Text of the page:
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CHiPs: Law & Disorder Review

Director: Dax Shepard

I'm actually old enough to remember the original American TV series CHiPs, that ran for 139 long episodes spanning six years from 1977 that followed the CHP (Californian Highway Patrol) officers as they tackled crime. Though mostly, they were reruns and from what I remember, which isn't much, is that it was a crime dramedy which had little violence but more pile ups and motorbike chases which became a signature of the show.

Now Dax Shepard takes the iconic TV series with some major tweaks which are not necessarily an improvement and it seems to be a growing trend with reworking American TV shows into something it originally wasn't, looking at the soon-coming Baywatch and Starsky and Hutch as examples. However, I will try to look at this as an isolated film, whilst referencing the original. It's a borderline spoof of Point Break with a style similar to Shepard's earlier film Hit and Run, which coincidentally has Carly Hatter both another FBI agent by the name of Roth.

Firstly the characters, the pair being very much the central part of the plot, that stays, including the their names, especially the mockery explanation of Ponch's name, Francis Llewelyn Poncherello played by Michael Peña. But there's a role swap, with Dax Shepard playing Jon Baker, who is no longer the straight-laced, level-headed highway patrolman, but instead an ex-X-Gamer who is as daring as he is stupid. His 'Baker' is like the love child of Will Ferrell and Owen Wilson.

Secondly, the film is a rather perverse version of the show with unnecessary nudity and strong sexual innuendos and reference, especially Ponch's bathroom habits and the effect tight jogging pants has on him.

The plot is basic consisting of some corrupt cops within the department who are performing robberies across the states, with little reason apart from the fact they can. There's some noticeable weak spots where they have tried to make scenes work but with bad editing. I think they ran out of budget as you notice certain action is implied off the screen.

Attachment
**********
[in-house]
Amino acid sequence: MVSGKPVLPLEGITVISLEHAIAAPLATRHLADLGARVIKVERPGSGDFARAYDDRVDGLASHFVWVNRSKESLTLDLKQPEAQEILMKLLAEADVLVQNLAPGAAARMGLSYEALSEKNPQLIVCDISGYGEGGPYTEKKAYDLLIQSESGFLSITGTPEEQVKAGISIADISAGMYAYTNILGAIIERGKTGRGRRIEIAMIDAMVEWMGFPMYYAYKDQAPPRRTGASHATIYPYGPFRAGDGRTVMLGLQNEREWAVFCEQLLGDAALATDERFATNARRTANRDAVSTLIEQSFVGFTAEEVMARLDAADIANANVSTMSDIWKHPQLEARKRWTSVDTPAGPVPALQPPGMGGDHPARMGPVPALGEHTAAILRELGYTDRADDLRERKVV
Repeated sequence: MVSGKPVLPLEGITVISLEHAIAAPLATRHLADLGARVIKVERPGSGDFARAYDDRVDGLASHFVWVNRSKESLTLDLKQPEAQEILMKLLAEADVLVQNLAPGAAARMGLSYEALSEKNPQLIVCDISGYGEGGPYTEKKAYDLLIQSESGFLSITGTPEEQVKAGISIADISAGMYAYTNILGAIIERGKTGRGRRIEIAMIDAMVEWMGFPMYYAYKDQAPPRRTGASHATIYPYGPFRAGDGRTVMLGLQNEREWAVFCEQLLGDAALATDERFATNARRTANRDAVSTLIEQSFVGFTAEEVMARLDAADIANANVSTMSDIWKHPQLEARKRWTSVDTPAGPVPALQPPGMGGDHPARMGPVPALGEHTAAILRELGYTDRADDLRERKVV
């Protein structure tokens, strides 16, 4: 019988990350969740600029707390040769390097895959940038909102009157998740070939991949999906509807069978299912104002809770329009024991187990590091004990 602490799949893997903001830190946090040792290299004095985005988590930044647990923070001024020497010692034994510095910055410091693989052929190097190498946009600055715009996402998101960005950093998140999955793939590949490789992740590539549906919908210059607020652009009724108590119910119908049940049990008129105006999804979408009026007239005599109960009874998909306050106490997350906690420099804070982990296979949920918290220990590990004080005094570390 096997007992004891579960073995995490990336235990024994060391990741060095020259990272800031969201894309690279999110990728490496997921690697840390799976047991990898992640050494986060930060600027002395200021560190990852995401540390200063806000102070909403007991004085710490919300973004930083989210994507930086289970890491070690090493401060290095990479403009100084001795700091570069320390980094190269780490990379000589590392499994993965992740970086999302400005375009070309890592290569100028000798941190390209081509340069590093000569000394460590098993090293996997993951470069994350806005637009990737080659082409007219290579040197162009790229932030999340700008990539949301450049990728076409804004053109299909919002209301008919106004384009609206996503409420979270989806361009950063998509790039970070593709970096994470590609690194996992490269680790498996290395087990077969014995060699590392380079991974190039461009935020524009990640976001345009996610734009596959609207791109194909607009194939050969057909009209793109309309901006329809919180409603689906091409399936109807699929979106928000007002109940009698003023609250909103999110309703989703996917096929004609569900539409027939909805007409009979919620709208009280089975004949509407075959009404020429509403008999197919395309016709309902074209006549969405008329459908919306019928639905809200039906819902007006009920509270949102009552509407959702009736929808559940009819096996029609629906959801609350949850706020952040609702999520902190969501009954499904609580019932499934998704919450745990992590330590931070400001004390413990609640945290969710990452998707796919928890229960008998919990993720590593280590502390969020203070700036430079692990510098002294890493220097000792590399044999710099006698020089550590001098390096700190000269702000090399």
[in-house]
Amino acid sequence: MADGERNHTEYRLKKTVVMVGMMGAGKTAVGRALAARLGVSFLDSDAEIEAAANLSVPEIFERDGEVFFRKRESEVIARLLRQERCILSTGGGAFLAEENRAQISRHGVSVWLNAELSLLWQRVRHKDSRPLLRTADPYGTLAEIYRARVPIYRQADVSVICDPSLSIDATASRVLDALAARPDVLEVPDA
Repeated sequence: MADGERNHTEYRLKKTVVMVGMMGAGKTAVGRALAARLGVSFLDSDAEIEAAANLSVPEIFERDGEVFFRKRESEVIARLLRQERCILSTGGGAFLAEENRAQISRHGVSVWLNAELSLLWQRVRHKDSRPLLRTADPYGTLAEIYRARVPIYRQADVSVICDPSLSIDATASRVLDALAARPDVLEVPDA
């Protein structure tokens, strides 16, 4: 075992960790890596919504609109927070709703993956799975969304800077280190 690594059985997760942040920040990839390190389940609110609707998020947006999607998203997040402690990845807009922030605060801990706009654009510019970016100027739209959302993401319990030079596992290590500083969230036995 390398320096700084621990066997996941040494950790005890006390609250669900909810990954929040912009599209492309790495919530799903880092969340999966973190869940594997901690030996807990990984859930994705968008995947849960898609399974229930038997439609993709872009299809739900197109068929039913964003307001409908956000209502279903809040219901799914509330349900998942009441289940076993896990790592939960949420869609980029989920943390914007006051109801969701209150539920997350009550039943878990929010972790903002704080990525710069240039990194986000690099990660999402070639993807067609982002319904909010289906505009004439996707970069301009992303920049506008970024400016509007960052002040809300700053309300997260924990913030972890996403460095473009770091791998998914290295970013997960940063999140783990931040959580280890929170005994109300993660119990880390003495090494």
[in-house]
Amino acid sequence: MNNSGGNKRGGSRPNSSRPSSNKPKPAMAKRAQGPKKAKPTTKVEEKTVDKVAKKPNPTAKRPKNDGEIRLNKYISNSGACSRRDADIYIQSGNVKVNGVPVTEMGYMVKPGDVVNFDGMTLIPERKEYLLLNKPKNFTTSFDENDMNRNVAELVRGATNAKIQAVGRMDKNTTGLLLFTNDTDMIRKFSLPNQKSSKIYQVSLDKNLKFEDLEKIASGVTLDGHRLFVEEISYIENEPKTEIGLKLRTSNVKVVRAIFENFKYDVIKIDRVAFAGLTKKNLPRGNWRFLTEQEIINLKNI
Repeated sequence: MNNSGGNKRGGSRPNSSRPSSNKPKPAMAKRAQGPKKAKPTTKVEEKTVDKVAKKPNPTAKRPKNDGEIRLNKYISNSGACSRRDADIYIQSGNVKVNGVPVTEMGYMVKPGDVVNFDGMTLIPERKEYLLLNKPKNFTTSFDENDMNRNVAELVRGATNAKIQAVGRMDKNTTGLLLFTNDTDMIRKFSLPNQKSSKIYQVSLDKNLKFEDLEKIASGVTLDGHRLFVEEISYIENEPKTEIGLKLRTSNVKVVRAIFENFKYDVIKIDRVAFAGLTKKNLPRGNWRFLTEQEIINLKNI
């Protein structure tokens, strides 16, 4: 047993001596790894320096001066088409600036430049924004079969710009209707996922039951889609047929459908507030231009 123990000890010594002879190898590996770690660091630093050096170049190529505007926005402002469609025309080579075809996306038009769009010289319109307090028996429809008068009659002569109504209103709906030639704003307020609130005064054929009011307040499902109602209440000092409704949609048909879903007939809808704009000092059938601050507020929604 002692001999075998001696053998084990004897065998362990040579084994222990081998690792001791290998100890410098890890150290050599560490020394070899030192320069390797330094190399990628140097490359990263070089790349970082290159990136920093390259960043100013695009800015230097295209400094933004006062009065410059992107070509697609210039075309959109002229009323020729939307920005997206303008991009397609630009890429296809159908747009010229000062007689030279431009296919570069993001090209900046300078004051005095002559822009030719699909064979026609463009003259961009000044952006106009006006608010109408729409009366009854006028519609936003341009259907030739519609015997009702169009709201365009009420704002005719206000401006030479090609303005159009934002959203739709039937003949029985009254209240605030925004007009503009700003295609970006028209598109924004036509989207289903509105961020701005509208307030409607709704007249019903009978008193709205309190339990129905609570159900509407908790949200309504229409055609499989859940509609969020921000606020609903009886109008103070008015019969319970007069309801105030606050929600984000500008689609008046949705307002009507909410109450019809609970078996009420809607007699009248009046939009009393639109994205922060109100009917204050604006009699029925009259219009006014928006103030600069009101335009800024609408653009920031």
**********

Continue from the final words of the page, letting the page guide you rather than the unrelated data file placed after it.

The story serves drastically with a few comical scenes to try hold it all together, as it's quite messy and possibly confusing to some with too many side characters. There's some good editing and then some awful editing which makes me assume there was a couple of chief editors, one responsible for the action scenes and the other for glueing the whole film together, both in separate buildings. But clearly you can tell they either ran out of time, budget or both.

The action is acceptably good, nice camera angles but isn't outstanding and leaves you wanting more. Some of the explosive action certainly inspired by Heat. Something the TV series never did was fire their guns, but there's plenty of silly gun action here. It's just badly put together and shows poor editing skills. Though, come to think of it, instead of giving the editors a hard time, they clear did what they could with what they had to work which is obviously not the full picture.

Unfortunately, it starts off really well to only set you up for the messy crash with some shoddy acting and without playing homage to its source material, apart from the obvious cameo. But Peña and Shepard actually pull off a funny buddy cop bromance, with some shocking laugh-out-loud moments, but there's not enough to save the film and the lack of good action just becomes nothing else but a hint of what they could have done. Comedies seen to get a hard time, but this is a prime example of what happens when you cut corners.

Running Time: 6

The Cast: 6

Performance: 3

Direction: 3

Story: 2

Script: 3

Creativity: 4

Soundtrack: 3

Job Description: 3

The Extra Bonus Point: 0

Would I buy the Blu-ray?: Nah.

33% 3/10

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